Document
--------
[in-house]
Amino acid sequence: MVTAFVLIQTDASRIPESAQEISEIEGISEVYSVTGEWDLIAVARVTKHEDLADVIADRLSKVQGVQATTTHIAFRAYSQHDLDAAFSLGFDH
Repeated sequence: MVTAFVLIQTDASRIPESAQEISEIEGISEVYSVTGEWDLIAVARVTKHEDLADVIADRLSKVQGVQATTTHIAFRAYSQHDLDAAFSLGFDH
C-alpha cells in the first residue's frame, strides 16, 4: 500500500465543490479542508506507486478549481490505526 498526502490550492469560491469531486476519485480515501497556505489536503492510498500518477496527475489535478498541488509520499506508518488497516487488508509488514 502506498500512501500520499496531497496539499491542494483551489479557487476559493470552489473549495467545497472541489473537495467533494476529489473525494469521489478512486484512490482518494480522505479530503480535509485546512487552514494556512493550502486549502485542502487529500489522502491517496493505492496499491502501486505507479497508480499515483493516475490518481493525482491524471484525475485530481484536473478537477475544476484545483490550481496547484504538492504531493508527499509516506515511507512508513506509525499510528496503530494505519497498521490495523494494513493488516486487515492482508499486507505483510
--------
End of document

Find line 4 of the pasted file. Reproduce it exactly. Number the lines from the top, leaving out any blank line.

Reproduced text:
C-alpha cells in the first residue's frame, strides 16, 4: 500500500465543490479542508506507486478549481490505526 498526502490550492469560491469531486476519485480515501497556505489536503492510498500518477496527475489535478498541488509520499506508518488497516487488508509488514 502506498500512501500520499496531497496539499491542494483551489479557487476559493470552489473549495467545497472541489473537495467533494476529489473525494469521489478512486484512490482518494480522505479530503480535509485546512487552514494556512493550502486549502485542502487529500489522502491517496493505492496499491502501486505507479497508480499515483493516475490518481493525482491524471484525475485530481484536473478537477475544476484545483490550481496547484504538492504531493508527499509516506515511507512508513506509525499510528496503530494505519497498521490495523494494513493488516486487515492482508499486507505483510